Atomic Bombing Survivors Say no to Reopening of Nuclear Power Plant
|Tomari Nuclear Power Plant|
Moment of grief engulfed the people of Japan as they remembered the atomic bombings in Hiroshima and Nagasaki on August 6 and 9, 1945 during the 70th anniversary of this incident that was responsible for the killing of around 4,00,000 people. Many survivors of this horrific incident have now publicly revealed their concerns against nuclear energy.
Japan’s decision to reopen its nuclear power program with Sendai power plant on August 10, when Japan is recovering from the after-effects of the atomic bombing and the 2011 Tohoku Tsunami that ruined the Fukushima power plant, has led to revelations by the survivors. Owned by Kyushu Electric Power Co, Sendai power plant is situated in the southwestern region of Japan and is the first plant to begin its operation since the disaster created by the tsunami in 2011.
Acquainted with the harmful effects of nuclear energy, the survivors have now come forward to speak against the Prime Minister Shinzo Abe’s decision to restart the nuclear power plant. One of the survivors of the atomic bombing, Atsushi Hoshino told a leading tabloid, “I think that since the risk of nuclear power and the fact that human beings cannot control it has become clear, none of the reactors should be restarted.” Besides Hoshino, there are other people who have undergone this unfortunate incident and are currently in Brazil, but have formed a group to educate people about the dangerous effects of nuclear plants and its waste.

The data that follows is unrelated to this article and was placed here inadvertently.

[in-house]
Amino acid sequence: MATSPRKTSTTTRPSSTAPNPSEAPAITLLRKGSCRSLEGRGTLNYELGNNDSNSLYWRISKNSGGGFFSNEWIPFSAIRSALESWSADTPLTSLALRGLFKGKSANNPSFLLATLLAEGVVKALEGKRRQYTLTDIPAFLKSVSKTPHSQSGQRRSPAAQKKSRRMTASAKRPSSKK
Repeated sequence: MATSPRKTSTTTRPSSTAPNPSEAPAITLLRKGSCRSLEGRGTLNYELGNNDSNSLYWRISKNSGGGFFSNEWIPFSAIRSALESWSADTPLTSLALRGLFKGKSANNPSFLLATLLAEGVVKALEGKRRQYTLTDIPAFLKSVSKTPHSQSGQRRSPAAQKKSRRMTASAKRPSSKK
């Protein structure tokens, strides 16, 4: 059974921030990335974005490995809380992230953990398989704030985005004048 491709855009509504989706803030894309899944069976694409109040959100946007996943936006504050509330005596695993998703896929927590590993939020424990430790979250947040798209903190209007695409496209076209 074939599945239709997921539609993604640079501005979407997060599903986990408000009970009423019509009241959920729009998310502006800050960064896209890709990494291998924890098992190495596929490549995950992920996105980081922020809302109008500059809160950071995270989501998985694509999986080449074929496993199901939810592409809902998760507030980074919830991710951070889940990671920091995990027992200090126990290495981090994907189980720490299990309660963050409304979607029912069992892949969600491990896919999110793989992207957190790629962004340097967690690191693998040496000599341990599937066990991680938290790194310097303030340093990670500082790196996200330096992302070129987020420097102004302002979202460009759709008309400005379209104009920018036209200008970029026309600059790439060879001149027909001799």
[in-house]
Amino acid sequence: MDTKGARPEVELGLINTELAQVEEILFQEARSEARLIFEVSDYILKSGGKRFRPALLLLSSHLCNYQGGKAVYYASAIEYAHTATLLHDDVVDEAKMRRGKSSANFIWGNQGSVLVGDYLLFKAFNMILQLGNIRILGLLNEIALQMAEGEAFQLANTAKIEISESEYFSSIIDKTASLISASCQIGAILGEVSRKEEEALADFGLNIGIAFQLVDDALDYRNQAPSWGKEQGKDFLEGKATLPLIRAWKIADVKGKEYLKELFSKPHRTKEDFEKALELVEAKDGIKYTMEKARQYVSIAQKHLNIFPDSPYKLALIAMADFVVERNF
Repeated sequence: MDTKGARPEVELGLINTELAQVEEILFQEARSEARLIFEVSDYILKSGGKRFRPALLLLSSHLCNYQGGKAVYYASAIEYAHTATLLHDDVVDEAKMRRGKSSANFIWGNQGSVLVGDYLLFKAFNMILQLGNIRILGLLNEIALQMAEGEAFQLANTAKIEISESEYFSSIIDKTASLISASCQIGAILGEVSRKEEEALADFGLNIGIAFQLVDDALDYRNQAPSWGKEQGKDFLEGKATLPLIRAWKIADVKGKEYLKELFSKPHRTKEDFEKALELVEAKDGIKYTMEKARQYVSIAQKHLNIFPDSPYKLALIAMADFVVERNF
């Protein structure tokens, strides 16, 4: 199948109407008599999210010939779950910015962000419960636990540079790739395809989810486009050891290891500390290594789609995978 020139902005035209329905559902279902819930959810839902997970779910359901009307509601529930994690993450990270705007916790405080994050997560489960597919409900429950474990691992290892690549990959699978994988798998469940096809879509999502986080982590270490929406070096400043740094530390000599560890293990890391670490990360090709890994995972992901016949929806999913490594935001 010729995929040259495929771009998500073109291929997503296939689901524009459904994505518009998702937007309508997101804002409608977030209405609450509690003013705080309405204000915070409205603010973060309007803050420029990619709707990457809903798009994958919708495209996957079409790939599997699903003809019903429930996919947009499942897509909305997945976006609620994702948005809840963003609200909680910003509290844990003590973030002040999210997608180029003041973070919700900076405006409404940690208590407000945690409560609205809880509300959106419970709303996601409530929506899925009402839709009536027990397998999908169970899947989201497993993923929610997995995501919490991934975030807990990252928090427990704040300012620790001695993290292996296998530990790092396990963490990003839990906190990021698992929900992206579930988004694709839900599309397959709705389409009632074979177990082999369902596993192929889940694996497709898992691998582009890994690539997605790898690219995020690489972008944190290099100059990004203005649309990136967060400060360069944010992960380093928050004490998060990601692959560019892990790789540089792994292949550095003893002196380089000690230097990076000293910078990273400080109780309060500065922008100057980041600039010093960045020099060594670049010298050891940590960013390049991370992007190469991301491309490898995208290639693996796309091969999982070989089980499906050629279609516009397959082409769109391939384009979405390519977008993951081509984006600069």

The suspicious death of worker
The recent unfortunate death of a 30-year-old worker during the deactivation procedure at the Fukushima nuclear plant in Japan has triggered many questions regarding the radiation exposure. Though an autopsy is still pending, it is uncertain if radiation exposure was the reason behind the death. An official statement revealed that the worker was rushed to the hospital after he complained being ill. He, later, died in the hospital.
The plant was roughly affected due to the 2011 tragedy that destroyed the plant’s cooling systems, caused calamities in the plant and compelled the residents to evacuate the nearby areas. Two workers had also died since the beginning of the decommissioning process at the plant. First, a labour got killed in March 2014 after he accidently got buried under rocks while digging. Another worker succumbed to death in January 2015 after he fell in a water tank.
The plant’s operator Tokyo Electric Power (Tepco) has stated that it would take almost 40 years for the deactivation procedure of the plant.